The Ministry of Unification, which oversees the relationship with North Korea, lists denuclearisation and reduced military tensions as the chief goal, followed by forging closer economic and social ties with North Korea. That may include reopening the Kaesong complex.
The site at Kaesong, an unusual example of economic co-operation by the Koreas, was shut down in 2016 after Seoul said the North was taking workers’ wages and diverting the funds to support its nuclear ambitions.
President Moon says he will reopen the complex, which at its peak employed around 55,000 North Korean workers at South Korean-owned factories, if progress is made toward denuclearisation.
Reunions for the 60,000 family members separated by the Korean War will also be up for discussion. Those meetings last took place in 2015, before relations soured once again, in part over Pyongyang’s nuclear programme. The release of foreigners held in detention by North Korea is also expected to be on the table.
What about North Korea?
North Korea’s goals aren’t as obvious. Many analysts say punishing sanctions are the reason Mr Kim is now ready to talk.
Sanctions enforced by the US and the United Nations, designed to cripple the North Korean economy, were ramped up last year after an escalation of military threats.
Asan’s Dr Kim says North Korea sees engagement with the South as “the only way to get Washington to come down and talk with them” about issues like sanctions.
Other moves signal a desire for sanctions relief. A week before the historic summit, North Korea said it was putting a stop to all nuclear tests and launches of intercontinental ballistic missiles ahead of the historic summit. These have been major provocations in the past.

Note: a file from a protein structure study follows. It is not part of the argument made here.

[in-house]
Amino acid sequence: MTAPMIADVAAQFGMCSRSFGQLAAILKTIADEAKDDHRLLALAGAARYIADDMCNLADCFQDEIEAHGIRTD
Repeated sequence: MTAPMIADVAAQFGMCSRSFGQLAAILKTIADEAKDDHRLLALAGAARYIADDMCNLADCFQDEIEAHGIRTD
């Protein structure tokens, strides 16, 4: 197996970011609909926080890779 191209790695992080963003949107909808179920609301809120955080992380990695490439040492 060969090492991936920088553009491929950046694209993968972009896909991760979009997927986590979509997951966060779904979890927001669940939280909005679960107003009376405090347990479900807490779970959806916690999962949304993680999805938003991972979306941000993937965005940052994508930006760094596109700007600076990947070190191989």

The moves were welcomed Mr Moon and crucially, in the North Korean leader’s eyes, by US President Donald Trump.
Dr Euan Graham, director of international security at the Lowy Institute, says for Mr Kim, all roads lead to the US and talking to Mr Moon “is the price he has to pay” to get there. And securing a stage with Mr Trump could give the isolated leader a win at home.
American University’s Prof Lee says Mr Kim wants to be “treated like an equal to US leaders”.
“We tend to think dictators can do anything but he’s constantly under pressure. He has to worry about his own standing in North Korea.”
What is likely to be achieved?
Optimism that talks are happening – the Unification Ministry says more than three-quarters of South Koreans are “positive” about the summit – is tempered by hopes for what they can realistically achieve.
Mostly they are seen as a starting point, towards both potentially unifying the Koreas and toward ridding Pyongyang of nuclear weapons.
“These talks could be some kind of helpful launching pad,” says Prof Lee, who expects plenty of agreements and follow-up exchanges to follow the summit.
Eyes will be on the connection between the two leaders. Asan’s Dr Kim says success is dependent on President Moon and Mr Kim’s “chemistry” and whether the pair get along.
“I think this will be a very good meeting for both leaders. But in terms of whether it will lead to denuclearisation, I’m not so sure.”